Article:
The exceptionally thoughtful Shadowlands is not just a romantic drama but a story of abiding love. That is what resonates most deeply in screenwriter William Nicholson’s adaptation of his own 1989 play (which, curiously, was itself a stage production of what Nicholson had previously written for a television movie in 1985), a biographical account of the romance between British author C.S. Lewis and American poet Joy Gresham. That is a crucial underselling of what the movie really was underneath the surface of such a description, however. Thanks to Nicholson and director Richard Attenborough, this wasn’t as it might appear to be: stuffy, detached, medicinal in the extreme.

Looking at its outward façade, one might anticipate such feelings being aroused from it. Much of Attenborough’s direction involves wide angles of 18th-century architecture and of people driving or riding in the cars of the mid-1950s and of stately old men reading, both to themselves and aloud, from classical literature and poetry. This does, after all, partly follow Lewis – at this point, famed for his Chronicles of Narnia series and an academic teaching at Magdalen College, a constituent campus of the University of Oxford – and one of his legendary reading groups, which in real life partly involved another author famed for his world out of fantastical literature (though not, regrettably, included in this movie).

Lewis, called “Jack” by his loved ones, is played in the film by Anthony Hopkins, in perhaps the only bit of casting that could have remotely made sense for this figure. As the film begins, Jack’s concerns are almost exclusively academic. He teaches a group of students – one of whom, Whistler (James Frain), is the source of a lot of grief and stubbornness – and performs lectures on the many seeming contradictions of a loving creator. An early one we see is something of an omen for what is to come: If a supposedly loving creator allows suffering into our lives, is that really loving? Jack’s argument, which he believes to be supported by scriptures, is tested by the rest of the movie.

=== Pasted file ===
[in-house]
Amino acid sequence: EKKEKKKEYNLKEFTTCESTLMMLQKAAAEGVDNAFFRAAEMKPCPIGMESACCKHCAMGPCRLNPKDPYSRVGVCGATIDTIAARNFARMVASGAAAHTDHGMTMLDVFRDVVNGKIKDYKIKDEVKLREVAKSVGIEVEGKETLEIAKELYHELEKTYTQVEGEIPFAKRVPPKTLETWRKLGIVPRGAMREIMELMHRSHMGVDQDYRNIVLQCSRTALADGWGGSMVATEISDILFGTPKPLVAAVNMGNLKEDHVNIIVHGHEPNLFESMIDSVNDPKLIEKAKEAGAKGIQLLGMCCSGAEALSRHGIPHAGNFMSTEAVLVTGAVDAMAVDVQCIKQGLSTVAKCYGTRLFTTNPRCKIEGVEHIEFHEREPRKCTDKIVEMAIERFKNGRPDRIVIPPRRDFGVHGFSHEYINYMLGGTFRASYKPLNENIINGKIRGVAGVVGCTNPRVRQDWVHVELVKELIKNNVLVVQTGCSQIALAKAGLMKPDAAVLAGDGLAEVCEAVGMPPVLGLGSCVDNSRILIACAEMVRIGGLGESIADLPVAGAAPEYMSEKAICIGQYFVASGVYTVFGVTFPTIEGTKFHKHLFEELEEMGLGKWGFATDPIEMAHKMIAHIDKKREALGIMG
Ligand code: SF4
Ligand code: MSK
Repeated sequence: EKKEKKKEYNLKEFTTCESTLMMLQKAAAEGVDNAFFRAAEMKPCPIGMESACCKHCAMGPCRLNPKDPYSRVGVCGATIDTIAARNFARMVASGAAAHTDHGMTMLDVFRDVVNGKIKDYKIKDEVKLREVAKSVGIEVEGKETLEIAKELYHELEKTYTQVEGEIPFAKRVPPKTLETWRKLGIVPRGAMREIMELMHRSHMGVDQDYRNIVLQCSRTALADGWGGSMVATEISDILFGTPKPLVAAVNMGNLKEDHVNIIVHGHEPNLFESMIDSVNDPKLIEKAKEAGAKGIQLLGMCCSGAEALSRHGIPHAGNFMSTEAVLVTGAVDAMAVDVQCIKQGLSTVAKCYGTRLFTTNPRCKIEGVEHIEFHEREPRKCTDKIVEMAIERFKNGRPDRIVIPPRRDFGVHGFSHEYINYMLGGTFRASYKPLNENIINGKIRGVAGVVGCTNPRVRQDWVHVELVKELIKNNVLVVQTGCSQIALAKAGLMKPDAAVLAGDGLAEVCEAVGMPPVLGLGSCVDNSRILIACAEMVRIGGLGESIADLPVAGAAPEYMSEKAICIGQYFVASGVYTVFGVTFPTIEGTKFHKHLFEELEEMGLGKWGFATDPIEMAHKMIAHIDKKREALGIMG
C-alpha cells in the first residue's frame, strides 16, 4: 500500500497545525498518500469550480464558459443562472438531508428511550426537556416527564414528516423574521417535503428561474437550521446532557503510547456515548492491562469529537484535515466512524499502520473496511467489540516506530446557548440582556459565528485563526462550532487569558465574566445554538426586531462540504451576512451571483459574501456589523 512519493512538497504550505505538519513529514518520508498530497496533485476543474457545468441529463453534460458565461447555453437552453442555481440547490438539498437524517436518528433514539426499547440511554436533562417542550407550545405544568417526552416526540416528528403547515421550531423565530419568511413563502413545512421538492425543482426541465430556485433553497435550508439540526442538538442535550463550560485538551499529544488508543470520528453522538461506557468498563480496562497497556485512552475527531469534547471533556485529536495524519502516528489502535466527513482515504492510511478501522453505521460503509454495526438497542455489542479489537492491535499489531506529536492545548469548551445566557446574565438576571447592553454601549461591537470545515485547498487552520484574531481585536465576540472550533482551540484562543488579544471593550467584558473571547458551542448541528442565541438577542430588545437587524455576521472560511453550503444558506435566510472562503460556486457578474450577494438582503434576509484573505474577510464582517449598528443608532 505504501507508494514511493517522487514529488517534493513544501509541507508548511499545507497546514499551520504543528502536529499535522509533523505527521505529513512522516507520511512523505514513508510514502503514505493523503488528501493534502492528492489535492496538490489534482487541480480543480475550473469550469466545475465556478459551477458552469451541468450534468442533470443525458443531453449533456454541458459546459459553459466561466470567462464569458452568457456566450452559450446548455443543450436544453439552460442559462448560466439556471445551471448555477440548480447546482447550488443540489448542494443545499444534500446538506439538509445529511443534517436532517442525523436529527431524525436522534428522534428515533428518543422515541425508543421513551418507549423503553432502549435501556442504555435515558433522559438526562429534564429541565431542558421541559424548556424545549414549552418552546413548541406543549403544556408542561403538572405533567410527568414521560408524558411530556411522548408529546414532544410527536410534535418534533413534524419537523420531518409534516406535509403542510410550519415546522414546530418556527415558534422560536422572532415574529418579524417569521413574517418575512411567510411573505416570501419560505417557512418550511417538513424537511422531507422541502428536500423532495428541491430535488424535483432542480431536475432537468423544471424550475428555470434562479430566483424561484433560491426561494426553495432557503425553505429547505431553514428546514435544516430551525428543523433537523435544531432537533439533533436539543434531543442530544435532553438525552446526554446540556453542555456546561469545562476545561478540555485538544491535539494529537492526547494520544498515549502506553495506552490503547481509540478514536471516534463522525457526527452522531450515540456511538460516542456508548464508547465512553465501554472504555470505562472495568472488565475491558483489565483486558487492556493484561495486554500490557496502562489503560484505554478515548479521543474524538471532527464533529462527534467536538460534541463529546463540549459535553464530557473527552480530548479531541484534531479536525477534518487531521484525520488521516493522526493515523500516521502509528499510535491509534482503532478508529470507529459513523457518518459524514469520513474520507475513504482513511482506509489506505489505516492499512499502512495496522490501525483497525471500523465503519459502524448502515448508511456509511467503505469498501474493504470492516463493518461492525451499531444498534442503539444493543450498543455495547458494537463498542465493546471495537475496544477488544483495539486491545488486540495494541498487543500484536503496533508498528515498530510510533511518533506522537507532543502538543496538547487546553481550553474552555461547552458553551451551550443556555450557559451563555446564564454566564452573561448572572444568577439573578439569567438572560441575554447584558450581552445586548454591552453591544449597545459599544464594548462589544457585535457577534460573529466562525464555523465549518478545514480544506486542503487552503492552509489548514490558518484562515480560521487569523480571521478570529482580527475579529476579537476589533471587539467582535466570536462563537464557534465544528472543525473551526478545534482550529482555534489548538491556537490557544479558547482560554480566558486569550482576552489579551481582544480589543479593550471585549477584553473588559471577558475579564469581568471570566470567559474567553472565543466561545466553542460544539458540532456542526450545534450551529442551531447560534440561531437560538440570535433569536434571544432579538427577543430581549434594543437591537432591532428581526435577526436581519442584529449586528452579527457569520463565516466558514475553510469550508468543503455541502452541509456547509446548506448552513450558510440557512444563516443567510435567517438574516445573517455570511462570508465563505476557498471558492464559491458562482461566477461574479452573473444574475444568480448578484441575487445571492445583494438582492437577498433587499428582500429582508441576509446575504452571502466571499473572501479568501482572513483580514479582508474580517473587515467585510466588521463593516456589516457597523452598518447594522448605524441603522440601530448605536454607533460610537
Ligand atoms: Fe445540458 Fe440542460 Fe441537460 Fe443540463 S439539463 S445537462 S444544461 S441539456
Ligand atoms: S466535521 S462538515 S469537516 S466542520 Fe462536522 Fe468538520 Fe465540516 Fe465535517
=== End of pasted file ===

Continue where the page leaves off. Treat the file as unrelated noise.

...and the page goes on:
Upon an unusual request by letter, Jack meets Joy Gresham, the American poet (more commonly known by the surname “Davidman”) played by Debra Winger. She has arrived under the pretense of wanting her son Douglas (Joseph Mazzello) to meet the author of his favorite books. One can tell immediately – by how Joy challenges Jack’s preconception of her intelligence right from the start – that Joy has ulterior motives. It seems she has been drawn to a man she feels she knows quite well, simply based on his writings. Indeed, she very well may. As played by Winger and written by Nicholson, Joy is almost preternaturally observant of the human condition and not at all shy about vocalizing those observations.

The dialogues between Jack and Joy are utterly thrilling, especially for those who enjoy the slightly elevated talk of intelligent people within the context of a play-like structure. Those talks go on and on, never tiresome or circular, always examining and going deeper to reveal truths and relay wisdom. They are both lapsed atheists – Jack was brought up in a faithless household, Joy joined the American Communist Party when given the choice between that and fascism. They have both witnessed and suffered pain. For Jack, it was the death of mother at a tender age. For Joy, it’s her current marriage to an abusive alcoholic (the unspoken William Lindsay Gresham, of Nightmare Alley).

With the knowledge that she has escaped her husband, a kind of barrier between them dissolves, and a mutual respect develops. Nevertheless, in order to face her demons, Joy and Douglas return to America. Jack, meanwhile, returns to what he now sees as drudgery – his speeches, his students, his reading group. He begins to miss Joy, who left before his least favorite time of year, much to the bemusement of his brother Warnie (Edward Hardwicke) and the chagrin of his disbelieving group fellows (who are played by the likes of Julian Fellowes, John Wood and Michael Denison). When she returns, after suing her husband for divorce, his ecstasy quickly turns to a solution to keep her close: The two should marry.

The performances from Hopkins and Winger are utterly revelatory, even for these two fine actors. By playing the rich, often demanding dialogue with complete naturalism, they disappear entirely into these characters. Hopkins keeps everything about his performance so particular and reserved that the moments, late in the film, where he must lose his nerve are all the more devastating. That is because, ultimately, Joy discovers she has a form of cancer (later discovered to be metastatic carcinoma involving the bones) that has nearly eaten away her left femur. It isn’t exactly a spoiler to reveal that, yes, she succumbs to the illness, as we know that about Gresham’s real fate.

Winger is stunning as a woman whose pragmatism carries over into her imminent death. A key scene, shared between the two in a spot dear to Jack, has Joy setting the stage for her absence (the way she turns a saying of Jack’s, involving the role pain plays in happiness, on its ear is both wise and devastating), and later, Jack admits that his theory about God’s use of suffering might be both faulty and reckless. That’s what Shadowlands, one of the great films about questioning faith (as well as one of the finest biographical portraits in the movies, whatever degree of fictionalization or embellishment it might have), is all about: not offering empty hagiography of a well-known author but challenging his world view.

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